Monday, November 1, 2010


When I was researching the recipes of Argentina, for an article I was writing for Vegetarian Journal, I spotted chimchurri (Argentine Parsley Sauce). I was immediately intrigued. People in Argentina put it on meat, but what sauce doesn't go over the ubiquitious asado in Argentina? The sauce is thick and green, and I was thinking of something light like quinoa and corn, so you can taste the garlic and parsley the essence of chimichurri.

I'm a sucker for parsley, but not the Italian flat leaf kind that so many people seem to gush over. Like a lettuce nerd who adores the iceberg variety, it's all about the crisp texture and mild flavor of curly parsley. JoanE from Rent's Due Ranch agrees with me. It's the Ozzie and Harriet parsley of my youth.

I remember parsly as a garnish on restaurant plates when I was a child. "It's just a decoration; it's not to eat," Mom said when I reached for it. I couldn't help eating it when I thought she wasn't looking, I loved the way it crunched between my teeth.

The season for parsley is nearly over. I didn't see any at the market this past weekend, but we had lots of it growing right outside our front door. In fact, I was all set to make parsley-rice when I spotted the chimichurri recipe.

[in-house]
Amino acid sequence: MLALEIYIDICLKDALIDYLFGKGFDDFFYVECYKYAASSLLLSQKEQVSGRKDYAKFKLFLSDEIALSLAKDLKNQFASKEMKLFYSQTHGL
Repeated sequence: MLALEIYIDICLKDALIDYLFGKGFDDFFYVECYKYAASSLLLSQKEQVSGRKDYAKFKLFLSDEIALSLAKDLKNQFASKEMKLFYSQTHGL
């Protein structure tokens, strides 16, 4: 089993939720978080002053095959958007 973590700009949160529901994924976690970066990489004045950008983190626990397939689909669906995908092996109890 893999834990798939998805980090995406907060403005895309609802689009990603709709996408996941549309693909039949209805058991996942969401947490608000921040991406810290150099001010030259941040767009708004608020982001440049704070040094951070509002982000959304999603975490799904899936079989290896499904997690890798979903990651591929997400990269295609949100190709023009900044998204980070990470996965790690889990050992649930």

I adapted this recipe from The South American Table by Maria Baez Kijac. The sauce isn't too spicy but it's got sufficient garlic for a kick, which puts it right up there in my book.


(Serves 6)

1/4 cup boiling water

1 cup finely chopped parsley

1/2 cup apple cider vinegar

1/2 teaspoon salt

4 to 5 cloves garlic, pressed

2 teaspoons dried basil

1/2 teaspoon oregano

Generous pinch of cayenne

2 Tablespoons extra-virgin olive oil

Pour the boiling water over the parsley. Stir, then add, cider vinegar, salt, garlic, basil, oregano, cayenne, and oil. Whisk until well blended. Refrigerate for one hour. Whisk again before serving.

While the chimichurri was refrigerated, I cooked some tepary beans I got from Rancho Gordo in San Francisco. I chopped, then sauted some peppers I'd gotten from Anthony Boutard of Ayers Creek Farm. Then I steamed some quinoa and corn.
My Cooking Assistant likes the looks of the quinoa and beans but parsley--it's one food he won't touch.

1 comment:

Anonymous said...

e=mails to you are bouncing back. Would you please contact me - Julie Garner ( a possible presentation in Snohomish? Thanks.